How the San Francisco Parks Alliance Nurtures Public Spaces

First Republic Bank
November 13, 2019

San Francisco is the first U.S. city to provide a park or public space for every resident within a 10-minute walk from their home. Small wonder, then, that more than 30% of this cosmopolitan city is dedicated to public spaces.

But access alone isn’t enough. In order for public spaces to have value, each park, walkway and playground should be safe and inviting.

That’s where the San Francisco Parks Alliance (SFPA) comes in. A nimble nonprofit, SFPA has a smart, simple formula for improving public spaces: Make them safer and more welcoming, and ensure they’re alive with cultural offerings and activities.

We recently spoke with SFPA CEO Drew Becher and Director of Place Lab Brooke Ray Rivera about the organization’s unique role in cultivating open space access and programming across the city.

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What role does SFPA play in the city’s public spaces?

Drew Becher: Since the organization was founded in 1971, we have created and nurtured a collection of more than 200 “Friends of” community groups that are vital in activating and maintaining our city parks and public spaces. Now in our 50th year, SFPA is the only citywide parks and advocacy organization that serves as both champion of and support for all of San Francisco’s 350 parks, neighborhoods and thousands of public spaces.

To do this, SFPA relies on a network of over 200 community groups. Each is charged with every aspect of enhancing public land access in the city — from fundraising to improving infrastructure to enlivening underutilized parks and community gardens.

As just one example of our network in action, SFPA has been integral in the renovation of 13 city playgrounds and is helping to build eight more to be completed within the next two years.

With our 501(c)(3) status, we act as a fiscal sponsor when our partner organizations seek funding, and handle everything with one set of financials and one audit, rather than over 200. This saves everyone significant time and money.

In the bigger picture, because our public spaces are ingrained within the city’s DNA — San Francisco’s public spaces define who we are — our umbrella organization is here to keep parks and open space at the forefront of planning discussions citywide.

Brooke Ray Rivera: We’re able to support so many community groups by offering assistance with everything from capital planning to city permitting to project management. We don’t just provide these services: We teach skills so community organizations can accomplish more independently as well. What’s more, in existing spaces that are underperforming, we can help create, manage and support programs and events of all sizes.

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In addition to parks, what other types of open and public spaces do you work to develop and improve?

Rivera: As city leaders continue to prioritize resiliency and adaptation in the face of sea-level rise, much of the city’s underdeveloped waterfront access will undergo significant transformation. Plans are still in the works, but this overhaul will include areas from Mission Rock to Candlestick Point, where existing neighborhoods will be encouraged to use their waterfront in exciting new ways.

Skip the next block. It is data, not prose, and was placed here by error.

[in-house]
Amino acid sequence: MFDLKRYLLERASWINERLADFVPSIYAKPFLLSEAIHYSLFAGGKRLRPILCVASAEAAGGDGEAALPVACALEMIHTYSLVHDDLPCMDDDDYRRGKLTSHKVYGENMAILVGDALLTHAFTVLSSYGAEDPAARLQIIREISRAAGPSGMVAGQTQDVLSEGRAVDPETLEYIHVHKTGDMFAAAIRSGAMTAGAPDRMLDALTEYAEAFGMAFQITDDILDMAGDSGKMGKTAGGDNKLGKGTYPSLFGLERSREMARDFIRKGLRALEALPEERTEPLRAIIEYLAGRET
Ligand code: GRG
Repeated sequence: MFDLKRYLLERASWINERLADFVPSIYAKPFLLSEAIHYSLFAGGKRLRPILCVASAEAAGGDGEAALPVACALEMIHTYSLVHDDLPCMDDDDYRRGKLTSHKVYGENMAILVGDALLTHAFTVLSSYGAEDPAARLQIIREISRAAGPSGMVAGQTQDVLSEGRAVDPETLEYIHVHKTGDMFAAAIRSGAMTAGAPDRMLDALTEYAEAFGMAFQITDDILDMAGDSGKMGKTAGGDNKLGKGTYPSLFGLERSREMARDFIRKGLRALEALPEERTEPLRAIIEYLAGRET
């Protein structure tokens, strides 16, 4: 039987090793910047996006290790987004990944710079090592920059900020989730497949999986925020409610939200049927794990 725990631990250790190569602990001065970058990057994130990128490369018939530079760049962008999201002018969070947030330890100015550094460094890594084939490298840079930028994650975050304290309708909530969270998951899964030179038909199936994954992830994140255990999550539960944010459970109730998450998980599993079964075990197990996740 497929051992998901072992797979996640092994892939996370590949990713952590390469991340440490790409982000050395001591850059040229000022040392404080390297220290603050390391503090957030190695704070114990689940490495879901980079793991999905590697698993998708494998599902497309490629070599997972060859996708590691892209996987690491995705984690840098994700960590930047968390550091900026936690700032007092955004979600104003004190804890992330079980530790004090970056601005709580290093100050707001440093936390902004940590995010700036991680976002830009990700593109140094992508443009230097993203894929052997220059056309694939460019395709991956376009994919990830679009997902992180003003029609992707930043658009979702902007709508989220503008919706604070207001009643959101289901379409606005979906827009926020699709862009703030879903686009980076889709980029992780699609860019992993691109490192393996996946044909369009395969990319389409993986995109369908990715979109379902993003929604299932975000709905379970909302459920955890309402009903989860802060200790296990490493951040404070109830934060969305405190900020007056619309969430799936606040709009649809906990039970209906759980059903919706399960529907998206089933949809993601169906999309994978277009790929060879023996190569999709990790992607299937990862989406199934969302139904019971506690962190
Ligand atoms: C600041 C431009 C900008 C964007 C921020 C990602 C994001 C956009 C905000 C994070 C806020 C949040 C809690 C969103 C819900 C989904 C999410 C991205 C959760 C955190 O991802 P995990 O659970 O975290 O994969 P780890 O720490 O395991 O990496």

Becher: Our Street Parks program also helps turn dead-end streets from blighted spaces into gardens and places to enjoy. So far, we’ve helped transform 30 dead-end streets — a major neighborhood benefit. Once they are fixed up, these areas offer the local community a nice place for recreation or to grow fresh food.

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Part of SFPA’s mission focuses on creating and supporting partnerships in service of a “sustainable, equitable urban environment.” How do you imagine San Francisco becoming a more equitable city?

Becher: In an equitable city, everyone has access to not just open space but to well-maintained, interesting and imaginative places to enjoy the outdoors as well. And while it’s true that every San Franciscan lives within a 10-minute walk of a green public space, SFPA looks at that data more deeply to assess whether every neighborhood has a truly great park. We want all of those spaces to be positive.

Rivera: Parks are for all people and are where people from all walks of life can meet and be together. Gentrification is a challenging emotional reality in San Francisco, and while housing and transit are hot topics, one thing we can control and improve upon is everyone’s ability to hang out in public spaces. Equitable spaces anyone can enjoy aren’t an antidote, but they are an important step along the way.

Becher: In addition to the built environment, we support free programming in areas that wouldn’t normally have accessible outdoor events. This includes Sundown Cinema movie screenings and the Due South concert series, held in spots such as India Basin Shoreline Park and the Jerry Garcia Amphitheatre in John McLaren Park. Beyond special events, we also support daily offerings, from farmers’ markets to permanent public artwork.

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How is SFPA a model for other organizations working to support sustainable and equitable communities?

Rivera: We’re creating programming and opportunities designed to encourage more people from diverse backgrounds to spend time in a public space. There’s an important tenet in urban planning: A culture of caring is created by local residents who become stewards of their neighborhood spaces.

Our mission is to make parks and open spaces more inclusive and safer for everyone, especially for people who live nearby and for women and children. We’re constantly working with community members toward improving public lands in San Francisco in ways that feel welcoming to all.

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